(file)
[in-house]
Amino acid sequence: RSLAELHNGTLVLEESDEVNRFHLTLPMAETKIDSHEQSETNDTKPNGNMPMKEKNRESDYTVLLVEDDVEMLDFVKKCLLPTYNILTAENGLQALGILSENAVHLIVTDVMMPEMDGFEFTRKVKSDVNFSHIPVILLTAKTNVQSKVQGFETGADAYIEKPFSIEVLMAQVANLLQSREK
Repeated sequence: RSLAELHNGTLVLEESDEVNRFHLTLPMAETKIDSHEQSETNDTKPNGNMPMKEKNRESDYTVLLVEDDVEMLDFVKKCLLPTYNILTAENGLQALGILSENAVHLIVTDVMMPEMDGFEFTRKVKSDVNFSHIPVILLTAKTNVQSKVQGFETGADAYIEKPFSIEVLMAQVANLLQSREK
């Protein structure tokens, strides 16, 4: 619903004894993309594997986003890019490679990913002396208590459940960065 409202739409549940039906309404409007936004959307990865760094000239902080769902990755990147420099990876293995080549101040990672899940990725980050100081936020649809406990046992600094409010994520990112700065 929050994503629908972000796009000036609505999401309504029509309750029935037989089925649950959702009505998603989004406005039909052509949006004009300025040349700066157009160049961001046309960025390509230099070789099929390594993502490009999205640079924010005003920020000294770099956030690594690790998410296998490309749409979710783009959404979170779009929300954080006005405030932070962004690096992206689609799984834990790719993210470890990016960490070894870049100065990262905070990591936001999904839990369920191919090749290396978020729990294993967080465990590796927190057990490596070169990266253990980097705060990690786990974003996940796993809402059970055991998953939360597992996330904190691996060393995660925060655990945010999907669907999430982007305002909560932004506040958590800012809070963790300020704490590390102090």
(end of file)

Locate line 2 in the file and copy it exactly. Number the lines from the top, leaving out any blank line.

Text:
Amino acid sequence: RSLAELHNGTLVLEESDEVNRFHLTLPMAETKIDSHEQSETNDTKPNGNMPMKEKNRESDYTVLLVEDDVEMLDFVKKCLLPTYNILTAENGLQALGILSENAVHLIVTDVMMPEMDGFEFTRKVKSDVNFSHIPVILLTAKTNVQSKVQGFETGADAYIEKPFSIEVLMAQVANLLQSREK